Me Too

I often skirt around this topic when it arises in conversation. It's amazing, because sexual assault/abuse/harassment, whatever hat it wears, is one of the issues I feel the most strongly about. That, in itself, is exactly the phenomenon that needs to change. The immediate sensation a survivor feels when given an opportunity, the rare podium from which to deliver their story. That's why the #metoo campaign was created; to remove the stigma. 

Why I dislike the #metoo campaign:

Every time I tell my tales of sexual abuse and assault, I am forced to relive events that, quite frankly, I can barely remember because the trauma has embedded itself so deeply in my memory that I cannot recall it clearly. My brain did that amazing thing it does when something so awful is happening that it immediately hides it from your conscious thinking. However, regardless of the details I am able to recall, I know what happened happened, and that is something that I have to live with and think about multiple times a day. So, to say #metoo is one more moment during the day that I am forced to remember events which make me question what my life would be like, could be like, if I wasn't in places at times or knew people I now wish I didn't. 

Which isn't productive. Being present is productive, and wondering (wishing, really) what would be or could be is a moment of being present that was stolen from me. 

I, also, don't want to tell people about my survivor stories. I realize all we have to do is write #metoo, but that in itself is a story. I'm not giving any details, not that I could, but you, the social media scroller have seen enough graphic movies or read enough horror stories to ascribe the series of unfortunate events yourself. 

So between the reliving of events, which I compare to what I imagine dying is like, and purely not wanting to share is a a lot of good reason for not wanting to engage in the #metoo campaign.

Because it's not a survivor's job to educate.

Because this happens so often to so many that #metoo feels like a sad last resort of an effort.

Because a hashtag feels too much like a medal, and when I say "I'm a survivor," I don't feel honor.

Why I like the #metoo campaign:

After the first time I became a survivor my mom did exactly what she should have done; she maintained normalcy. I have had the privilege of seeing a myriad of therapists through life so far, and every time I share this part of the story with them, first they want her to know she's an amazing mom, and then they agree, she did exactly what she should have done.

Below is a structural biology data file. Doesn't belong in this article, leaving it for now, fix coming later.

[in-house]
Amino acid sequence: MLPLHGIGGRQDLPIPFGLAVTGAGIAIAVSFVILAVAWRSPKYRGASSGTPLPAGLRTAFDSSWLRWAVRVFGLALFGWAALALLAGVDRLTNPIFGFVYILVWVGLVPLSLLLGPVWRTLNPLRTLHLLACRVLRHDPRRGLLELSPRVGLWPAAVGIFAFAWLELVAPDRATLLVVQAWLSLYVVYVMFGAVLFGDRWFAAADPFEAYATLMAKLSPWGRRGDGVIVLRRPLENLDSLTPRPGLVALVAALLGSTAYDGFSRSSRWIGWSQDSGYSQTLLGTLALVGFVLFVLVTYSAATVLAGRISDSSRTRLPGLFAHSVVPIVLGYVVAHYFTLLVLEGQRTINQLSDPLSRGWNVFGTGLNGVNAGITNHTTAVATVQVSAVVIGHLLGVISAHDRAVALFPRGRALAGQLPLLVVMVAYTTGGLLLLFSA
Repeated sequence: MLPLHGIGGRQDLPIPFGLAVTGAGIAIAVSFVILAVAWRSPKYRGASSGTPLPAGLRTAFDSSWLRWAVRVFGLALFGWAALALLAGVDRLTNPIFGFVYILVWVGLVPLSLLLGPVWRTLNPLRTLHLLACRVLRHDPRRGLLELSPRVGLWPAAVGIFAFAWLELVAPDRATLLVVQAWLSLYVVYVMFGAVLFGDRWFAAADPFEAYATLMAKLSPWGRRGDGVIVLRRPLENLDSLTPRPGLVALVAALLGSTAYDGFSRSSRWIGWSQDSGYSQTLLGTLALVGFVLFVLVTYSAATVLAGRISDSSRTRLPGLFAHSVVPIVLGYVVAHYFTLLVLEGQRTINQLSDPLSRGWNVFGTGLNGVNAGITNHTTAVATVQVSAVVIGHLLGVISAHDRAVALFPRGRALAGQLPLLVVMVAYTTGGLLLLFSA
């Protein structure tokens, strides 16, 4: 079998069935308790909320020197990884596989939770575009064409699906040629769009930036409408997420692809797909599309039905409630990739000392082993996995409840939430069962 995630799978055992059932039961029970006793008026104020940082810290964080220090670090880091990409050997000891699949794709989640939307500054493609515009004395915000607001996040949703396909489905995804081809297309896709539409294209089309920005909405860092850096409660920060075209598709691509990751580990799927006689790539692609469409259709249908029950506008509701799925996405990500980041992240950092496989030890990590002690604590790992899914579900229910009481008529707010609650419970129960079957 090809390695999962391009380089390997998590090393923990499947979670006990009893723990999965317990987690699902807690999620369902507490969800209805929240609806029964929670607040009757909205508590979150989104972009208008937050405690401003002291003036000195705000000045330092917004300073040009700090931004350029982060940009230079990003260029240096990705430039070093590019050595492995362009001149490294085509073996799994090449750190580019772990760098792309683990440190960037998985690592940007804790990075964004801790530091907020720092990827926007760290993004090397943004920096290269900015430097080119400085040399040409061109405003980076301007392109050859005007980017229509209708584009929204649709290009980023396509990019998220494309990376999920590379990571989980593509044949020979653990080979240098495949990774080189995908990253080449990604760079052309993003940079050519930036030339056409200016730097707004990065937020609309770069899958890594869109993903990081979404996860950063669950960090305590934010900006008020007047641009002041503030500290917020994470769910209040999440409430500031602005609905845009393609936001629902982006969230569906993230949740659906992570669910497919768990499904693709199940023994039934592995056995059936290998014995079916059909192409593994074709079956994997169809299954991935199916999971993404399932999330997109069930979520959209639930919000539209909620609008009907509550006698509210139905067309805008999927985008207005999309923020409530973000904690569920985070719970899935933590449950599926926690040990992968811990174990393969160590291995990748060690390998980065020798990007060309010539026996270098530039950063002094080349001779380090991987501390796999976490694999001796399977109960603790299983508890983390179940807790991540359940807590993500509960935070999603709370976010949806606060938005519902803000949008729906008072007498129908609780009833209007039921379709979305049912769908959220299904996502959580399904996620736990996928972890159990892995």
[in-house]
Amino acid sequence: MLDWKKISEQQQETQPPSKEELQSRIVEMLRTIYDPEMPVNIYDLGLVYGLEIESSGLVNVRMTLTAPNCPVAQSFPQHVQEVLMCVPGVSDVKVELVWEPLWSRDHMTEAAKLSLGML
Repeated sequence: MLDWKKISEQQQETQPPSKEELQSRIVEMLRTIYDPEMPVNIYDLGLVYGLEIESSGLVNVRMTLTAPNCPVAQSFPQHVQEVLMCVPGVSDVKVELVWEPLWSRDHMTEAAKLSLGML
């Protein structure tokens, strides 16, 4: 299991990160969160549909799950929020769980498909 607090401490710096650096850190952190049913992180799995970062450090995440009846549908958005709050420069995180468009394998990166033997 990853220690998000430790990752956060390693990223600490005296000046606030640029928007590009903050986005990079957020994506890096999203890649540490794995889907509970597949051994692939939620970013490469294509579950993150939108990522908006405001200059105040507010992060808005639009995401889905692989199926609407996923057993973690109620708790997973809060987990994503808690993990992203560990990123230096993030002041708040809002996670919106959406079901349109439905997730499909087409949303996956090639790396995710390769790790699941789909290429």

What my mom did:

1. Noticed a dramatic change in my disposition and habits over a period of time.

2. Dragged out of me what had happened.

3. Told me it wasn't my fault.

4. Did everything in her power to make sure it never happened again.

5. Maintained normalcy. 

At the time, I'm really glad she did what she did. Something occurred in my life that I wasn't able to comprehend (sometimes, I'm still not sure I comprehend sexual abuse), and I was young, and she kept the rest of my world functioning. I went to school, I played field hockey, I made dollhouses out of cardboard (that was the art phase I was going through), and I went to sleep, and every day I woke up again. Some people don't do that last part.

I don't wish that anything had been handled differently. For future survivors, though, I want to find a new way of dealing with life after trauma. Because part of "maintaining normalcy" is never talking about what happened. I don't mean talking to my mom, or to a therapist. I mean publicly talking about the fact that sexual abuse is happening to so many people that I pretty much assume that every woman is walking around with very similar looking baggage to mine.

Something I go over and over and over again with my therapist(s) is the fact that people openly grieve death. It's another kind of traumatic event that happens in peoples' lives, and we wear specific colors and have ceremonies and, in my society, dedicate whole plots of land (ironically killing the earth in doing so) to the process of grieving death. Why I revisit this so often is because something I feel is a lot like death occurs more often, and we sweep it under the rug. As I get older, and what happened lives with me every day, but fades for so many around me, the reason for bringing up that I'm a survivor feels more and more arbitrary. Some call that healing, I call it compartmentalizing. 

Why do I do that? Why do I shy away from saying, "This is what happened, and some days are a struggle, and I wouldn't wish this pain on even the person that made me this way." 

That's why I like the #metoo campaign. Because it's not my job to educate, but the people that are lucky enough to not have the stories I have aren't going to be the ones to stand up either. They don't have the same fire. It's not my fault that I'm a survivor, but it's my reason to stop it from happening.

In perpetuity,

Hannah

PS: This is a bull I turned into a linocut. It feels right for this.

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